Further Restrictions on Copper River Kings as Landings Higher than Expected in First Two Fishing Per
SEAFOODNEWS.COM by Peggy Parker – May 25, 2017
In response to a cumulative catch of over 3,600 kings out of a total quota of 4,000 this year, Cordova ADF&G managers are proceeding cautiously for tomorrow’s next fishing period.
Thursday’s opener will be only 9 hours long, rather than twelve. It will also begin hours after an extreme low tide and it will end before the second, less extreme, low tide starts to flood in, usually bringing fish with it.
“[The] king salmon harvest from the first two fishing periods was above anticipated levels despite unprecedented area restrictions, and poor weather conditions in the second period that reduced harvest efficiency,” said Jeremy Botz, Alaska Department of Fish and Game management biologist in Cordova, in a routine fishery announcement on Wednesday.
“To reduce king salmon harvest during the next fishing period, start time will be delayed to avoid opening on an extreme low tide (minus 3.4) when fish are more vulnerable to harvest. In addition, the duration of this fishing period is shortened to avoid fishing after the evening low tide,” he wrote.
The preseason forecast for Copper River kings was 29,000 fish, the lowest since 1985. Sport and personal use for kings upriver from the commercial fishery was closed to protect the minimum escapement level of 24,000 kings.
Commercial fishing was restricted to deep water ocean fishing only, outside of the barrier islands that form the Copper River Flats, away from shallow waters where kings may congregate before making the final push upriver.
The upriver sonar counter has seen 11,520 salmon moving up the river as of yesterday. The anticipated cumulative escapement was 4,632–7,251 salmon by yesterday.
Catches for sockeye, unlike kings, have fallen short of anticipated landings. Catches from Monday’s opener were 52,000 sockeye salmon, compared to an anticipated harvest of 81,000 sockeye salmon for this period. For kings, it was 1,700 Chinook, bringing the total to over 3,600 salmon.
A cumulative total of 88,000 sockeye have been landed so far, about 10 percent of the total predicted catch of 889,000 sockeye.
The sockeye season will continue for several more weeks, but the king season is approaching its peak in a few days.
Those days will be important ones for king salmon heading up the river. The early low tide on Thursday is a minus 3.2 feet flooding to a 12.1 high tide 6.5 hours later. For fishermen at the mouth of the river, that’s like seeing more than two extra feet of water every hour moving up the delta.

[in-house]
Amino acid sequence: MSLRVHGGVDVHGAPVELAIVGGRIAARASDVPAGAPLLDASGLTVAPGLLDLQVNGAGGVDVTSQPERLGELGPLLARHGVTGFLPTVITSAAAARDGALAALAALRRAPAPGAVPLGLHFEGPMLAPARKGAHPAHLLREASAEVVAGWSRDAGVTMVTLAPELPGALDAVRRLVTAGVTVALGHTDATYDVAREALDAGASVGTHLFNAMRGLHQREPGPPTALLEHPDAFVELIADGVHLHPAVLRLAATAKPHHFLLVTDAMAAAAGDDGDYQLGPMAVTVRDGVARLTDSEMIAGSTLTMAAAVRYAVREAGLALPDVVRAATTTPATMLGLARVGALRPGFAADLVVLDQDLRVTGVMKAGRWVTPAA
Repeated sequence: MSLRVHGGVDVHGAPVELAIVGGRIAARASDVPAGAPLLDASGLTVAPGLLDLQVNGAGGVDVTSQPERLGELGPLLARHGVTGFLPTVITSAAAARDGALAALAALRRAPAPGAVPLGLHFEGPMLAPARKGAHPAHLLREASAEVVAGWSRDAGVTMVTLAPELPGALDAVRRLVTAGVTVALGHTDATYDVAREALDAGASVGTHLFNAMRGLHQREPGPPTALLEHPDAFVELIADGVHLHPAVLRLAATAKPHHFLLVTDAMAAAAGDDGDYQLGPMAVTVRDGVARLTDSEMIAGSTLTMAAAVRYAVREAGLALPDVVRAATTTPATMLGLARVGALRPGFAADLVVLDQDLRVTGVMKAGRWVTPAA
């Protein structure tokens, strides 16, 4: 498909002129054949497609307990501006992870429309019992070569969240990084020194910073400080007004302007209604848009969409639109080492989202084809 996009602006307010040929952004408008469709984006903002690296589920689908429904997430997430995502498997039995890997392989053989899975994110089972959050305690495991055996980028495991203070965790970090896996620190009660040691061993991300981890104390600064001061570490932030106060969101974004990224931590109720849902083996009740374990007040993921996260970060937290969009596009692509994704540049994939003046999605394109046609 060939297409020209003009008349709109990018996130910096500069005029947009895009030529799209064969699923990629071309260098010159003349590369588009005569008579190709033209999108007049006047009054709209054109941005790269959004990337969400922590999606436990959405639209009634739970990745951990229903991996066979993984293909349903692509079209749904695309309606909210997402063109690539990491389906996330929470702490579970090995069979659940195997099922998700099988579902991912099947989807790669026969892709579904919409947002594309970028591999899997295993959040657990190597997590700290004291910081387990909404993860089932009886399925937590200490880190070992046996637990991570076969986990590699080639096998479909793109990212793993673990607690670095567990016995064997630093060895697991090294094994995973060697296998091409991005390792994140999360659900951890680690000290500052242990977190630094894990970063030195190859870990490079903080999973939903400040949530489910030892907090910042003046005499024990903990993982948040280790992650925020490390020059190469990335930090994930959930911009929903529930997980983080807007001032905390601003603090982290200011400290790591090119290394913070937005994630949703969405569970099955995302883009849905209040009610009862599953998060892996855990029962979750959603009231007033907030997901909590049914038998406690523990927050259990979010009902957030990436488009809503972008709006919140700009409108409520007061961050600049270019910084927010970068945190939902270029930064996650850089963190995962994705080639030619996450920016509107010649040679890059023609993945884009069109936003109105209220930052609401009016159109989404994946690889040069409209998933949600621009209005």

But the following two days will be even more extreme tides. On Friday a minus 3.8 and on Saturday a minus 3.9 low tide each grow to a 12.4 high tide in less than seven hours. This is when, if there is a concentration of king salmon outside the barrier islands on the Copper River Flats, they would likely move upriver on the growing tides.
The sockeye season peaks during the first week in June when successive days of a forecasted catch of 16,000 reds are delivered to Cordova processors. Catches are predicted to slowly decline after that, then plateau to daily catches around 6,000 – 9,000 red salmon until late July.
For the sake of the herring egg harvest, Sitka Tribe calls for smaller fishery
KCAW by Emily Kwong – May 23, 2017
At a potluck in April, organized by Sitka Tribe of Alaska, the star of the show is herring eggs. Some herring fans dunk their eggs in seal oil, while others mix them with mayonnaise. For council member Wilber Brown, the secret is a splash of soy sauce.
Copper River managers proceed cautiously after large king harvests
Peninsula Clarion by Elizabeth Earl – May 24, 2017
Commercial fishing managers in Prince William Sound are planning to continue opening the fishery, despite concerns about low king salmon returns to the Copper River system.
Cape Greig walrus are back, ADF&G plans changed fishery boundary again
KDLG by Dave Bendinger – May 23, 2017
Ugashik fleet will fish inside a line a little further south than usual to keep a buffer around newest Pacific walrus haulout in Bristol Bay.
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